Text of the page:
Most of the 43 adverse events reported by the investigators were not serious and all were judged to be non-device or procedure related by a data monitoring committee. No serious adverse device effects occurred. Freedom from the primary endpoints was met in all subjects except one, in whom reduced R-wave amplitude was detected one-month post-MRI. Awad said: “Interestingly, that patient did not undergo the MRI scan because of claustrophobia, so that change in the R-wave amplitude cannot be attributed to the MRI.

“Most patients had almost no change in the capture threshold value and no patients experienced an increase by more than 0.5V at one-month post MRI, resulting in 100% freedom from the occurrence of that endpoint. The observed change in the capture threshold was actually very miniscule.”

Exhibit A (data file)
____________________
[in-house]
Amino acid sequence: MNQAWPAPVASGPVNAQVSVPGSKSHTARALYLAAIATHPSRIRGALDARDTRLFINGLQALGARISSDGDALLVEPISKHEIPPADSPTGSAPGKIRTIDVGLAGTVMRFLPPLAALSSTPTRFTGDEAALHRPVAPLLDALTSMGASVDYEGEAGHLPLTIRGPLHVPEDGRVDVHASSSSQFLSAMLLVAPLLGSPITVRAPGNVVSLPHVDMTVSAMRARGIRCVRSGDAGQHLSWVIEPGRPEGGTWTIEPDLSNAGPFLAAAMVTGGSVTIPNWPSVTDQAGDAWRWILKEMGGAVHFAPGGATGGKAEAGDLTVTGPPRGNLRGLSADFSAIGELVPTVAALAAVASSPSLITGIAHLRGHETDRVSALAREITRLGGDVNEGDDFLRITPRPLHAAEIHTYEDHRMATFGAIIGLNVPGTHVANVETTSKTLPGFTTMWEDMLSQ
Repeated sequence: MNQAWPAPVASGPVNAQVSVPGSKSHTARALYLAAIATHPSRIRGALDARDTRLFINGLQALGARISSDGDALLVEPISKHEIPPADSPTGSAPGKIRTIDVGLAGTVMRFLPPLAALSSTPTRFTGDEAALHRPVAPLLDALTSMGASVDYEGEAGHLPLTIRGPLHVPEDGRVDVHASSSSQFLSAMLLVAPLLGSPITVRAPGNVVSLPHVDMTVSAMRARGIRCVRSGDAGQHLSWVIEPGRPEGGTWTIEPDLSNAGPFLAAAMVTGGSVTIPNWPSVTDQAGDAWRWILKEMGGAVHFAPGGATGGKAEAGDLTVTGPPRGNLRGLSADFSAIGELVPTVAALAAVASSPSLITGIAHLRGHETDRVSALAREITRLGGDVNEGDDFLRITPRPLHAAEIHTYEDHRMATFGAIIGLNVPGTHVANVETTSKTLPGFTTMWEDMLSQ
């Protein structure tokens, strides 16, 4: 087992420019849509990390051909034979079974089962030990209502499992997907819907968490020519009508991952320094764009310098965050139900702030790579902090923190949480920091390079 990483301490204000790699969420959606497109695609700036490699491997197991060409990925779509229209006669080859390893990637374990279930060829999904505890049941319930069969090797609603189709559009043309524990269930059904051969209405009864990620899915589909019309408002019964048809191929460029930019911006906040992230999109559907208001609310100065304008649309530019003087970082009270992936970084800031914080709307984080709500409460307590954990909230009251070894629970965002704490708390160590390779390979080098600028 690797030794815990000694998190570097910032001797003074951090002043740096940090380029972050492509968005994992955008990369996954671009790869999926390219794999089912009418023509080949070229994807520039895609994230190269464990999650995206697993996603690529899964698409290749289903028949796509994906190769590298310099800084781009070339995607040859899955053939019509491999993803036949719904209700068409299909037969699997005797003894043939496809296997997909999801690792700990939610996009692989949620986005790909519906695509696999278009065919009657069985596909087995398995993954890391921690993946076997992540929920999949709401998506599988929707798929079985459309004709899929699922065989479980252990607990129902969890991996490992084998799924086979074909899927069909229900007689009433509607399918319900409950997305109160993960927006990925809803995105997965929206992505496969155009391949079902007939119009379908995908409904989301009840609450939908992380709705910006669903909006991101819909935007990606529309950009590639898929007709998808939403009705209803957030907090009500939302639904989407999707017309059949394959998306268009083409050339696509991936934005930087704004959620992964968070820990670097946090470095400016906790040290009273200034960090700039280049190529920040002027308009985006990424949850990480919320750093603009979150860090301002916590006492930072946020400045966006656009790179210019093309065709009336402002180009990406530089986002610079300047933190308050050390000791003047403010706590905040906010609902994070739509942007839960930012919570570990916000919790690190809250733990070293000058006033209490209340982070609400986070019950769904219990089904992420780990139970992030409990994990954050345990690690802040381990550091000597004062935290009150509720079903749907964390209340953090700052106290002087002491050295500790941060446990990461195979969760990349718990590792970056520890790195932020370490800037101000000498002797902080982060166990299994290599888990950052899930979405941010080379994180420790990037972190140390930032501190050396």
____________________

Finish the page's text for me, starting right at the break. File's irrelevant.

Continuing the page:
Post-MRI, 403 episodes of ventricular arrhythmias were identified in 39 patients, all of which were appropriately detected and treated.

Comparing with findings from the Evera MRI ICD system trial, Awad said: “There are similarities and certain differences but the overall results are similar. I think the community is privileged to have two reports with similar results. I think they just confirm each other.”

Biotronik announced that the completed study has been submitted to the FDA to support approval of the Iforia ProMRI ICD system.

The Iforia ProMRI ICD system was recently given CE Mark approval for MR conditional full body and 3T scans.